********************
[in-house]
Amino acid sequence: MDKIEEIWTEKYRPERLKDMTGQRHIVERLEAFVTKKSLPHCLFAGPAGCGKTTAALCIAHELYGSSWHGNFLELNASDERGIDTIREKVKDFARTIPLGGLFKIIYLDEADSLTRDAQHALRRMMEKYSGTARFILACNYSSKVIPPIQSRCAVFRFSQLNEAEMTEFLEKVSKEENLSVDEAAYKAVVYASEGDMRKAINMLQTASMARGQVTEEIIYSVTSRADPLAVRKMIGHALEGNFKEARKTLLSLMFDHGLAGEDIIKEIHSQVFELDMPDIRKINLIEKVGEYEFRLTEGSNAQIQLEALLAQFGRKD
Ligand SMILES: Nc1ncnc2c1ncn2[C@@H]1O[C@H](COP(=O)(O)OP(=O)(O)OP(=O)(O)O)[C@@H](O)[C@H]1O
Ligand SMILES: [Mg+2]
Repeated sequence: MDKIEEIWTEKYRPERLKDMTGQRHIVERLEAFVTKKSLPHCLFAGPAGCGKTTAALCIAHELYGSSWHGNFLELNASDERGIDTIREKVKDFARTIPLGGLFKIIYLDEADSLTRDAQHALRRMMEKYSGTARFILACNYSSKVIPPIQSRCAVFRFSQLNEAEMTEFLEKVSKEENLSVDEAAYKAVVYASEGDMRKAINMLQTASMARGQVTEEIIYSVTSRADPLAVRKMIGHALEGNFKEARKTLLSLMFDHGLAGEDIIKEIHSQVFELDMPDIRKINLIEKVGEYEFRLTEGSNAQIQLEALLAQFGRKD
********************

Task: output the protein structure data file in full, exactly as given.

[in-house]
Amino acid sequence: MDKIEEIWTEKYRPERLKDMTGQRHIVERLEAFVTKKSLPHCLFAGPAGCGKTTAALCIAHELYGSSWHGNFLELNASDERGIDTIREKVKDFARTIPLGGLFKIIYLDEADSLTRDAQHALRRMMEKYSGTARFILACNYSSKVIPPIQSRCAVFRFSQLNEAEMTEFLEKVSKEENLSVDEAAYKAVVYASEGDMRKAINMLQTASMARGQVTEEIIYSVTSRADPLAVRKMIGHALEGNFKEARKTLLSLMFDHGLAGEDIIKEIHSQVFELDMPDIRKINLIEKVGEYEFRLTEGSNAQIQLEALLAQFGRKD
Ligand SMILES: Nc1ncnc2c1ncn2[C@@H]1O[C@H](COP(=O)(O)OP(=O)(O)OP(=O)(O)O)[C@@H](O)[C@H]1O
Ligand SMILES: [Mg+2]
Repeated sequence: MDKIEEIWTEKYRPERLKDMTGQRHIVERLEAFVTKKSLPHCLFAGPAGCGKTTAALCIAHELYGSSWHGNFLELNASDERGIDTIREKVKDFARTIPLGGLFKIIYLDEADSLTRDAQHALRRMMEKYSGTARFILACNYSSKVIPPIQSRCAVFRFSQLNEAEMTEFLEKVSKEENLSVDEAAYKAVVYASEGDMRKAINMLQTASMARGQVTEEIIYSVTSRADPLAVRKMIGHALEGNFKEARKTLLSLMFDHGLAGEDIIKEIHSQVFELDMPDIRKINLIEKVGEYEFRLTEGSNAQIQLEALLAQFGRKD